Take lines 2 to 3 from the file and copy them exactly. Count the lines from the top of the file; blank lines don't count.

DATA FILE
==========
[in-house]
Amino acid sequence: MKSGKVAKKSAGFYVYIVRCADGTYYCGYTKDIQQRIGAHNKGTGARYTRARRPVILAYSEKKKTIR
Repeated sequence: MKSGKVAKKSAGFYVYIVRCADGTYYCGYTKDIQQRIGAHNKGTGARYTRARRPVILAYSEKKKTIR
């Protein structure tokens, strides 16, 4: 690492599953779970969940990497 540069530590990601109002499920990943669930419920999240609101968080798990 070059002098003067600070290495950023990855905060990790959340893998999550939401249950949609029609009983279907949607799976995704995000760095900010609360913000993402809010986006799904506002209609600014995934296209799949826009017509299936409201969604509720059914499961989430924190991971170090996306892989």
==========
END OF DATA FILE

Amino acid sequence: MKSGKVAKKSAGFYVYIVRCADGTYYCGYTKDIQQRIGAHNKGTGARYTRARRPVILAYSEKKKTIR
Repeated sequence: MKSGKVAKKSAGFYVYIVRCADGTYYCGYTKDIQQRIGAHNKGTGARYTRARRPVILAYSEKKKTIR